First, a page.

Remote Monitoring Report

Above-average harvests, relatively stable prices

November 2013
2013-Q4-1-1-GN-en

IPC 2.0 Acute Food Insecurity Phase

1: Minimal
2: Stressed
3: Crisis
4: Emergency
5: Famine
Would likely be at least one phase worse without current or programmed humanitarian assistance
FEWS NET classification is IPC-compatible. IPC-compatible analysis follows key IPC protocols but does not necessarily reflect the consensus of national food security partners.

IPC 2.0 Acute Food Insecurity Phase

1: Minimal
2: Stressed
3+: Crisis or higher
Would likely be at least one phase worse without
current or programmed humanitarian assistance
FEWS NET classification is IPC-compatible. IPC-compatible analysis follows key IPC protocols but does not necessarily reflect the consensus of national food security partners.
FEWS NET Remote Monitoring countries use a colored outline to represent the highest IPC classification in areas of concern.

IPC 2.0 Acute Food Insecurity Phase

Presence countries:
1: Minimal
2: Stressed
3: Crisis
4: Emergency
5: Famine
Remote monitoring
countries:
1: Minimal
2: Stressed
3+: Crisis or higher
Would likely be at least one phase worse without
current or programmed humanitarian assistance
FEWS NET Remote Monitoring countries use a colored outline to represent the highest IPC classification in areas of concern.

Key Messages

  • The joint CILSS/FEWS NET/FAO/WFP/Government harvest assessment, conducted at the end of October, estimated cereal production for the 2013/2014 growing season at 3,430,591 metric tons. This production figure represents a six percent increase from last year’s levels and a 20 percent increase compared to the five-year average.

  • Due to the good crop production outlook, seasonal economic activities, such as farm labor work, are providing poor households with normal incomes and are helping households preserve their livelihoods. In addition, an improvement in food availability is contributing to a stabilization of food prices and is keeping acute food insecurity at Minimal (IPC Phase 1) levels through at least March 2014.

 

ZONE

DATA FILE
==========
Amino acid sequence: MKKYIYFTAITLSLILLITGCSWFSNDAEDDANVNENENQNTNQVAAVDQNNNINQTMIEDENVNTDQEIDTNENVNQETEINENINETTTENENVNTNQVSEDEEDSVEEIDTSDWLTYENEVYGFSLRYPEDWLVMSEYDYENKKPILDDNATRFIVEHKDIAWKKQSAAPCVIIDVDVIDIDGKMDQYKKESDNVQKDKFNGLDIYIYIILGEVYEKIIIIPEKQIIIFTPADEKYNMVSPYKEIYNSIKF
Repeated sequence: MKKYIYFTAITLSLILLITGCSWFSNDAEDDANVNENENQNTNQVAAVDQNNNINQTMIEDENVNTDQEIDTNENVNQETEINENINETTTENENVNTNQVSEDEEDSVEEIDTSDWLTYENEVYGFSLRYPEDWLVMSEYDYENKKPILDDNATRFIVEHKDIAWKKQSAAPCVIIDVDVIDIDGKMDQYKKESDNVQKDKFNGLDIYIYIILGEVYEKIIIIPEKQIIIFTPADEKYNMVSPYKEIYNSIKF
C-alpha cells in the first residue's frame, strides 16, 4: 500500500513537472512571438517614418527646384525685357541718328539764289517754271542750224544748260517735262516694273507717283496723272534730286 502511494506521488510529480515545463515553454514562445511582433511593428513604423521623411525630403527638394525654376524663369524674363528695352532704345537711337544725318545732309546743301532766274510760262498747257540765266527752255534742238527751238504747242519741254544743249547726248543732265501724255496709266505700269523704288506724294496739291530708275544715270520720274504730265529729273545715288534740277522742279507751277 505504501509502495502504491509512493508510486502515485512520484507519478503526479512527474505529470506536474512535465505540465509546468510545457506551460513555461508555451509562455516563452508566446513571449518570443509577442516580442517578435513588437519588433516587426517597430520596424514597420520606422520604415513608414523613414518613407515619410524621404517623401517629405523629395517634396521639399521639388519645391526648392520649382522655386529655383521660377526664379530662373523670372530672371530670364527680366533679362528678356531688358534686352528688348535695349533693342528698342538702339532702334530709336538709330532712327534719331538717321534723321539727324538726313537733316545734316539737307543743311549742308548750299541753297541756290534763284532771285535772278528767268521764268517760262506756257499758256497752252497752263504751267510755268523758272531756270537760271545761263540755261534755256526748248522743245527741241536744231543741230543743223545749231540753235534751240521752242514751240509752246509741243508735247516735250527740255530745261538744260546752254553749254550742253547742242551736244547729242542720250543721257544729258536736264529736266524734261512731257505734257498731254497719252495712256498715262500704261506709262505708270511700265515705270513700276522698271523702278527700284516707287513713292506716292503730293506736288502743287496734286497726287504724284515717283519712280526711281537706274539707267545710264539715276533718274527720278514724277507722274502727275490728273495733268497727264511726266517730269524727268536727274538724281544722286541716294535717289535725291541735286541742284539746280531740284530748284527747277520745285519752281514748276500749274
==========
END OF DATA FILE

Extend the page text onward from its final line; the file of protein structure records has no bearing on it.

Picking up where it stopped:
CURRENT ANOMALIES

PROJECTED ANOMALIES

There are no anomalies expected to have a major impact on food security at this time or during the remainder of the outlook period.

 

Projected outlook through March 2014

The joint CILSS/FEWS

NET/WFP/FAO/Government harvest assessment, conducted at the end of October, estimated cereal production for the 2013/14 growing season at 3,430,591 metric tons. This figure represents a six percent increase from the 2012/2013 season and 20 percent increase compared to the five-year average. In addition, cassava production is projected to be approximately 1,755,763 metric tons, up five percent from last year and 15 percent compared to the five-year average. These production estimates are based on: (1) the normal continuation of rainfall across the country into November; (2) the absence of any major crop pest infestations; and (3) the sizeable volume of government assistance in the form of fertilizer, improved seeds, pesticides, and farm implements provided to farmers. These above-average harvests will enable households to replenish their food stocks and will cause them to be less dependent on market purchases for staple foods than usual. Land preparation activities for off-season crops are already underway and are creating good employment opportunities for poor households. Off-season harvests between February and April 2014 are expected to be average.

Ongoing harvests (between September and January) and the start of crop marketing activities (since the beginning of October) have visibly improved food security conditions across the country. In addition, markets are well-stocked with imported rice from large carry-over trader inventories. Domestic trade flows from surplus production areas to deficit production areas are continuing normal.

For all markets tracked by FEWS NET, imported rice prices in early November ranged from 4,000 to 5,000 FG/kg, which is similar to prices observed during the lean season (July to September). Prices for locally grown rice on most markets ranged from 5,000 to 7,000 FG/kg and were also stable between October and November. However, prices on the Nzérékoré market decreased 19 percent compared to the lean season (August) as market supplies improved with the arrival of newly harvested crops. The continuation of crop marketing activities across the country will help facilitate normal food access for most households.

Seasonal economic activities, such as harvesting, crop sales, farm labor, and off-season land preparation, are underway and are providing poor households with opportunities to generate normal income levels. This is also helping to improve household access to staple foods and will keep acute food insecurity at Minimal (IPC Phase 1) levels through at least March 2014.

About Remote Monitoring

In remote monitoring, a coordinator typically works from a nearby regional office. Relying on partners for data, the coordinator uses scenario development to conduct analysis and produce monthly reports. As less data may be available, remote monitoring reports may have less detail than those from countries with FEWS NET offices. Learn more about our work here.

About FEWS NET

The Famine Early Warning Systems Network is a leading provider of early warning and analysis on food insecurity. Created by USAID in 1985 to help decision-makers plan for humanitarian crises, FEWS NET provides evidence-based analysis on some 28 countries. Implementing team members include NASA, NOAA, USDA, and USGS, along with Chemonics International Inc. and Kimetrica. Read more about our work.

USAID logoUSGS logoUSDA logo
NASA logoNOAA logoKimetrica logoChemonics logo